In their work, Gurin and colleagues emphasize the need to keep social identity at the forefront and intentionally use teaching methods that encourage students from different backgrounds to learn about one another both as individuals and as members of social groups.

In sum, theory, research, and practice suggest that having a secure sense of one’s ethnic-racial identity can, under the right conditions, actually help to promote positive intergroup experiences through increased understanding of ethnic-racial injustices and the emergence of ethnic-racial empathy. Furthermore, the extent to which young people have engaged in examining their ethnic-racial identity is, for many, intertwined with their awareness of prejudice, because in the process of learning about themselves, they learn about the status of their group compared to others. Drawing from everything we have learned from our work and that of many others, we conclude that not only can youth have a strong ethnic-racial identity and still view other groups positively, but having a strong ethnic-­racial identity actually makes it possible for youth to have a less superficial or more genuine understanding, and therefore value, for other groups.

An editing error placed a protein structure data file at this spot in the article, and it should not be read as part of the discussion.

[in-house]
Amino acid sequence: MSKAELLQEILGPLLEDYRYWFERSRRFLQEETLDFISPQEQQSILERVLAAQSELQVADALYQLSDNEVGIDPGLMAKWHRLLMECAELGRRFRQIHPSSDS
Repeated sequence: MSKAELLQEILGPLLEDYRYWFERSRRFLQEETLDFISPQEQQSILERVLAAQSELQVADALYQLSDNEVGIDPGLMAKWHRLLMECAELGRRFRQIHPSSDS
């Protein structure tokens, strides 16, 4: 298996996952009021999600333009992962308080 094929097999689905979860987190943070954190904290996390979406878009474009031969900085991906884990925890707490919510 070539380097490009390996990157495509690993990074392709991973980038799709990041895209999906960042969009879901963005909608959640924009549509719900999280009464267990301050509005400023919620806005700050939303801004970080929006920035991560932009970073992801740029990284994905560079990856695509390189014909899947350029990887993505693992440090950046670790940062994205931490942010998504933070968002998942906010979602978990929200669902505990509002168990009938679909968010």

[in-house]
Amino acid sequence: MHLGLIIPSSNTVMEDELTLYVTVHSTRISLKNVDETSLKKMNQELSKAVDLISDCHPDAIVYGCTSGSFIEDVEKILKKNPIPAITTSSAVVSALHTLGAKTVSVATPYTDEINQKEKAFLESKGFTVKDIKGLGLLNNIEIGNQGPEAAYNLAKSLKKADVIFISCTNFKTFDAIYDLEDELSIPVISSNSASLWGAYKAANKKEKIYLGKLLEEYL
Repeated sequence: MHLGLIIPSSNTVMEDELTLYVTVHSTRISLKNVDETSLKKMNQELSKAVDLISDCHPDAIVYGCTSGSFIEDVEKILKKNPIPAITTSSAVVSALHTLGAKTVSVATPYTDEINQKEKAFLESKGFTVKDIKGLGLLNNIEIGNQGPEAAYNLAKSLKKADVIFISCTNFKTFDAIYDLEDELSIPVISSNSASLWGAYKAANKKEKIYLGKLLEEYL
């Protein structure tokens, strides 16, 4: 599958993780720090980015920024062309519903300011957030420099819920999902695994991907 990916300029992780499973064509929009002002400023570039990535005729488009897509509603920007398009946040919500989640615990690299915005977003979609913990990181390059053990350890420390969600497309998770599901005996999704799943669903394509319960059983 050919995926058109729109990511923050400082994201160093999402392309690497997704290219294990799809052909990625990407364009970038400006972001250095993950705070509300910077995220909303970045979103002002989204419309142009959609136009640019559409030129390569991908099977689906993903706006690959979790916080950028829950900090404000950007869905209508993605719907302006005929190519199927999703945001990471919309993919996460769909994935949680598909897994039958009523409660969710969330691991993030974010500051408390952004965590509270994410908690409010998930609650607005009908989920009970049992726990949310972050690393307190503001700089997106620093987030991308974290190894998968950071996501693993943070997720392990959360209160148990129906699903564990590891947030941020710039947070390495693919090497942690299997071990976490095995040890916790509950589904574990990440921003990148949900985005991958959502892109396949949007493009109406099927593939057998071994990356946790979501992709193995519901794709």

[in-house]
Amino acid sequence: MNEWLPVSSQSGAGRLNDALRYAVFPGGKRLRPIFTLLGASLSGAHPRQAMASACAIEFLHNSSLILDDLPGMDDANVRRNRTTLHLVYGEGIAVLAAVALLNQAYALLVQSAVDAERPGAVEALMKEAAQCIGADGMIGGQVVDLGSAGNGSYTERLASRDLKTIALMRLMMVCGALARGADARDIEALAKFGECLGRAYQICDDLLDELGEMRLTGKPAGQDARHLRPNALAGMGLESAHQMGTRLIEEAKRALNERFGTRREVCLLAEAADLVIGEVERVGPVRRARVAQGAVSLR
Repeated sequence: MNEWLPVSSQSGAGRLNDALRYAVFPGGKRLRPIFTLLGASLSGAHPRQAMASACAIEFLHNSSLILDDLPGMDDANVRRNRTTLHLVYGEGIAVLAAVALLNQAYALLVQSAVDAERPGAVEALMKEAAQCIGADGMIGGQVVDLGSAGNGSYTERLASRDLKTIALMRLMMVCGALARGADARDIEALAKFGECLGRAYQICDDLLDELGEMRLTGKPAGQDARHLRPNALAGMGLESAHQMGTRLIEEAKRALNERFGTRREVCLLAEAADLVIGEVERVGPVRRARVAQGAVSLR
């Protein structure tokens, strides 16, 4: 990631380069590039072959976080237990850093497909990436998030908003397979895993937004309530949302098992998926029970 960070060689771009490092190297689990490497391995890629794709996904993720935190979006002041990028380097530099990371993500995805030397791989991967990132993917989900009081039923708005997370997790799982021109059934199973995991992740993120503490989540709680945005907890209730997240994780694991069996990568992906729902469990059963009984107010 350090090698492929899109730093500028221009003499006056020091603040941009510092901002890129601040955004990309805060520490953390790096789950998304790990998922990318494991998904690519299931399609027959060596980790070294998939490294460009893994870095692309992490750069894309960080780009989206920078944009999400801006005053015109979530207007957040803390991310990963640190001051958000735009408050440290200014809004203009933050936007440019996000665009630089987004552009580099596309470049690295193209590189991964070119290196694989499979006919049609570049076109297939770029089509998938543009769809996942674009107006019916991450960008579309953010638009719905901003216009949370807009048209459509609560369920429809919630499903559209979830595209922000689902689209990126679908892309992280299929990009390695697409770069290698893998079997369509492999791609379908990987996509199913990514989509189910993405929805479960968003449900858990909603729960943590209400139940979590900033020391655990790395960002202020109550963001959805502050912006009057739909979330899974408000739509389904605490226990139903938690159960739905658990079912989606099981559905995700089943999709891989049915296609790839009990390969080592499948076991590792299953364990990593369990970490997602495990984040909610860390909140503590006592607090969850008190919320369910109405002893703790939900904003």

Indeed, the title for our book was inspired by the idea posed by the famous social psychologist Gordon Allport in his seminal work, The Nature of Prejudice. Briefly, he commented that for intergroup contact to reduce prejudice, it must be based on experiences that help us get beyond the superficial and toward those that allow us to form meaningful common bonds. We believe that providing opportunities for youth to figure out their ethnic-racial identities together is a kind of meaningful connection that is essential for positive intergroup relations.


Deborah Rivas-Drake is a professor of psychology and education at the University of Michigan. Adriana J. Umaña-Taylor is a professor of education in the Harvard Graduate School of Education. This article is excerpted with permission from their book, Below the Surface: Talking with Teens about Race, Ethnicity, and Identity (Princeton University Press, 2019). All rights reserved.